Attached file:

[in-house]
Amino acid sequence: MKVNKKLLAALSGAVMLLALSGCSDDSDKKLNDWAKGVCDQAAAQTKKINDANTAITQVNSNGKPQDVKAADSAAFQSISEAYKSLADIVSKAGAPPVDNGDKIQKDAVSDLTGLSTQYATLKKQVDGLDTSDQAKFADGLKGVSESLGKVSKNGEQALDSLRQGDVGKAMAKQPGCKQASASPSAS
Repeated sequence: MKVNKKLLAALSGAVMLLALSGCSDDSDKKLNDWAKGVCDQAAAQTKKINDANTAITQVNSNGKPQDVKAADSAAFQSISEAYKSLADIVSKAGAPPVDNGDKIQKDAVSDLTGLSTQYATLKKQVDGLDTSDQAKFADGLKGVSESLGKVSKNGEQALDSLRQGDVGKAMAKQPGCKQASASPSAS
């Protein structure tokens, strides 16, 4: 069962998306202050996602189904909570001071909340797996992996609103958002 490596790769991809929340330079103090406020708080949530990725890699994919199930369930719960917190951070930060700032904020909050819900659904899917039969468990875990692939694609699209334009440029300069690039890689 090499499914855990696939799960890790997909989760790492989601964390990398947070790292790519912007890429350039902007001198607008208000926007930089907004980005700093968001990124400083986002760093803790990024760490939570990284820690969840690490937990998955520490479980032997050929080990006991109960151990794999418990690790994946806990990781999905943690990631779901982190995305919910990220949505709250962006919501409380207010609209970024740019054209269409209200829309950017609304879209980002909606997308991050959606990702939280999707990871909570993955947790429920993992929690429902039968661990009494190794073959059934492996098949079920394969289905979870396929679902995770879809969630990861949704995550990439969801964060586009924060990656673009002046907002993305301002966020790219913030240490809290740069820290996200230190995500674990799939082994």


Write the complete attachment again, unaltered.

[in-house]
Amino acid sequence: MKVNKKLLAALSGAVMLLALSGCSDDSDKKLNDWAKGVCDQAAAQTKKINDANTAITQVNSNGKPQDVKAADSAAFQSISEAYKSLADIVSKAGAPPVDNGDKIQKDAVSDLTGLSTQYATLKKQVDGLDTSDQAKFADGLKGVSESLGKVSKNGEQALDSLRQGDVGKAMAKQPGCKQASASPSAS
Repeated sequence: MKVNKKLLAALSGAVMLLALSGCSDDSDKKLNDWAKGVCDQAAAQTKKINDANTAITQVNSNGKPQDVKAADSAAFQSISEAYKSLADIVSKAGAPPVDNGDKIQKDAVSDLTGLSTQYATLKKQVDGLDTSDQAKFADGLKGVSESLGKVSKNGEQALDSLRQGDVGKAMAKQPGCKQASASPSAS
């Protein structure tokens, strides 16, 4: 069962998306202050996602189904909570001071909340797996992996609103958002 490596790769991809929340330079103090406020708080949530990725890699994919199930369930719960917190951070930060700032904020909050819900659904899917039969468990875990692939694609699209334009440029300069690039890689 090499499914855990696939799960890790997909989760790492989601964390990398947070790292790519912007890429350039902007001198607008208000926007930089907004980005700093968001990124400083986002760093803790990024760490939570990284820690969840690490937990998955520490479980032997050929080990006991109960151990794999418990690790994946806990990781999905943690990631779901982190995305919910990220949505709250962006919501409380207010609209970024740019054209269409209200829309950017609304879209980002909606997308991050959606990702939280999707990871909570993955947790429920993992929690429902039968661990009494190794073959059934492996098949079920394969289905979870396929679902995770879809969630990861949704995550990439969801964060586009924060990656673009002046907002993305301002966020790219913030240490809290740069820290996200230190995500674990799939082994």